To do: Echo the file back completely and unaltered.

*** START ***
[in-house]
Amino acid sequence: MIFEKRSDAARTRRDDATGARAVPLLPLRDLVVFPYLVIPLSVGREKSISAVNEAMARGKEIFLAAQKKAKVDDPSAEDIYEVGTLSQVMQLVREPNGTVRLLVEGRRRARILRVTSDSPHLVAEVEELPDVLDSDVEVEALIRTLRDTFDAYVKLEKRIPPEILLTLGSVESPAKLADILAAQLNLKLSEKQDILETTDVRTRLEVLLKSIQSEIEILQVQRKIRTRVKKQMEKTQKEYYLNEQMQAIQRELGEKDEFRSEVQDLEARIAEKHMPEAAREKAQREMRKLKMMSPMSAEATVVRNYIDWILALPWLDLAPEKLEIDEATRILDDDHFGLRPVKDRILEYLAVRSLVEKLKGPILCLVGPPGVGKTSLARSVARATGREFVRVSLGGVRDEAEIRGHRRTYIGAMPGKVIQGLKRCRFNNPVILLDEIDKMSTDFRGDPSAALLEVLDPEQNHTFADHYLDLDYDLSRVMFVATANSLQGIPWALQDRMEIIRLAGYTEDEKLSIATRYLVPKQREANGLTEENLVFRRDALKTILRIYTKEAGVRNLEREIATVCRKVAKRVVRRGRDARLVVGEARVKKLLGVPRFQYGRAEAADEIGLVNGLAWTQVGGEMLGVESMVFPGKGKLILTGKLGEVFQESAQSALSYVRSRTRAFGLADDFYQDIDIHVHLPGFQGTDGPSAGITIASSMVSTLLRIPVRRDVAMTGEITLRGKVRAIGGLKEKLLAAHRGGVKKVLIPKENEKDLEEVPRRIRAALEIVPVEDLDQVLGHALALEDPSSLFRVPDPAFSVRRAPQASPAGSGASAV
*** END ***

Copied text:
[in-house]
Amino acid sequence: MIFEKRSDAARTRRDDATGARAVPLLPLRDLVVFPYLVIPLSVGREKSISAVNEAMARGKEIFLAAQKKAKVDDPSAEDIYEVGTLSQVMQLVREPNGTVRLLVEGRRRARILRVTSDSPHLVAEVEELPDVLDSDVEVEALIRTLRDTFDAYVKLEKRIPPEILLTLGSVESPAKLADILAAQLNLKLSEKQDILETTDVRTRLEVLLKSIQSEIEILQVQRKIRTRVKKQMEKTQKEYYLNEQMQAIQRELGEKDEFRSEVQDLEARIAEKHMPEAAREKAQREMRKLKMMSPMSAEATVVRNYIDWILALPWLDLAPEKLEIDEATRILDDDHFGLRPVKDRILEYLAVRSLVEKLKGPILCLVGPPGVGKTSLARSVARATGREFVRVSLGGVRDEAEIRGHRRTYIGAMPGKVIQGLKRCRFNNPVILLDEIDKMSTDFRGDPSAALLEVLDPEQNHTFADHYLDLDYDLSRVMFVATANSLQGIPWALQDRMEIIRLAGYTEDEKLSIATRYLVPKQREANGLTEENLVFRRDALKTILRIYTKEAGVRNLEREIATVCRKVAKRVVRRGRDARLVVGEARVKKLLGVPRFQYGRAEAADEIGLVNGLAWTQVGGEMLGVESMVFPGKGKLILTGKLGEVFQESAQSALSYVRSRTRAFGLADDFYQDIDIHVHLPGFQGTDGPSAGITIASSMVSTLLRIPVRRDVAMTGEITLRGKVRAIGGLKEKLLAAHRGGVKKVLIPKENEKDLEEVPRRIRAALEIVPVEDLDQVLGHALALEDPSSLFRVPDPAFSVRRAPQASPAGSGASAV